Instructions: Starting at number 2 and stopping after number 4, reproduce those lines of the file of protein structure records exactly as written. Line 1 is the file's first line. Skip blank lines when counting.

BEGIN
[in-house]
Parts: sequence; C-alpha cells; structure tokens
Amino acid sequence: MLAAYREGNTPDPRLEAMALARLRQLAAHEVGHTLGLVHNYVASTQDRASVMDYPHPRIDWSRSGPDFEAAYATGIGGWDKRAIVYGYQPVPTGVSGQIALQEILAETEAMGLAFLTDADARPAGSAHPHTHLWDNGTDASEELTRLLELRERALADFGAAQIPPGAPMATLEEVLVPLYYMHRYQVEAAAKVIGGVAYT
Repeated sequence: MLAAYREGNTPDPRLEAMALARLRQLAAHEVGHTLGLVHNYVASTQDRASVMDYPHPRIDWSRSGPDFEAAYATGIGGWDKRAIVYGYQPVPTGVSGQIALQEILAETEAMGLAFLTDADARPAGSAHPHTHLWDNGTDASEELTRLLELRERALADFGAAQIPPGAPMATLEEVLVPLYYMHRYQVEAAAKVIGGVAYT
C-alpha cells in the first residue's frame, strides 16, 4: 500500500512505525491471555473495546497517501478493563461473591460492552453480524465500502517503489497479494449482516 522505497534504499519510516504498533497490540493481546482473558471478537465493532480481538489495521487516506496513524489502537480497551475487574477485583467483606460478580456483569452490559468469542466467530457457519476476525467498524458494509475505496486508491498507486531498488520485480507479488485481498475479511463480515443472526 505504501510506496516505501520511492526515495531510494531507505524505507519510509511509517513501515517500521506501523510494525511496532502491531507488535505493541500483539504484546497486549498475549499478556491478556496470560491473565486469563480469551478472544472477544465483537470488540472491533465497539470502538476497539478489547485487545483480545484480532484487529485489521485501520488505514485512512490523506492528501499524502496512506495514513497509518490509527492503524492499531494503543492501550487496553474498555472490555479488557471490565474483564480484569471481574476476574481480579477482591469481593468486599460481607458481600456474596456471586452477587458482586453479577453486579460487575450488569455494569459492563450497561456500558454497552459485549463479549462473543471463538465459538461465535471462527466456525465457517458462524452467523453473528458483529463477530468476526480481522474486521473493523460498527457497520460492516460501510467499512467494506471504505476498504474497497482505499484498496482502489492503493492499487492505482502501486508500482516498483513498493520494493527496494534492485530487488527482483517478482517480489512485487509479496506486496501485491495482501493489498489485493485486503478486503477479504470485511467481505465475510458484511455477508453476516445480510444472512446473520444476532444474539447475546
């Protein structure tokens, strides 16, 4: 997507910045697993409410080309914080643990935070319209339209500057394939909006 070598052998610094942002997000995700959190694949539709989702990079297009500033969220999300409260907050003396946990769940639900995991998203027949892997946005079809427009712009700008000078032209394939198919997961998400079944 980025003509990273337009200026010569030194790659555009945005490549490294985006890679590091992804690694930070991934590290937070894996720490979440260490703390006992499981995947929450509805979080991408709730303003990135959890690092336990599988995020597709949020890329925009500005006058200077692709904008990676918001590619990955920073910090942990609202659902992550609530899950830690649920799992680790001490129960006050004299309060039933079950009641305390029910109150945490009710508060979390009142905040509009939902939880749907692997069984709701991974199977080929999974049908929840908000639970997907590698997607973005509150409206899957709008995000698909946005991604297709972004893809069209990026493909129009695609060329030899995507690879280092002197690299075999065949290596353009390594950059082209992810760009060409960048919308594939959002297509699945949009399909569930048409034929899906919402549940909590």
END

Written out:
Parts: sequence; C-alpha cells; structure tokens
Amino acid sequence: MLAAYREGNTPDPRLEAMALARLRQLAAHEVGHTLGLVHNYVASTQDRASVMDYPHPRIDWSRSGPDFEAAYATGIGGWDKRAIVYGYQPVPTGVSGQIALQEILAETEAMGLAFLTDADARPAGSAHPHTHLWDNGTDASEELTRLLELRERALADFGAAQIPPGAPMATLEEVLVPLYYMHRYQVEAAAKVIGGVAYT
Repeated sequence: MLAAYREGNTPDPRLEAMALARLRQLAAHEVGHTLGLVHNYVASTQDRASVMDYPHPRIDWSRSGPDFEAAYATGIGGWDKRAIVYGYQPVPTGVSGQIALQEILAETEAMGLAFLTDADARPAGSAHPHTHLWDNGTDASEELTRLLELRERALADFGAAQIPPGAPMATLEEVLVPLYYMHRYQVEAAAKVIGGVAYT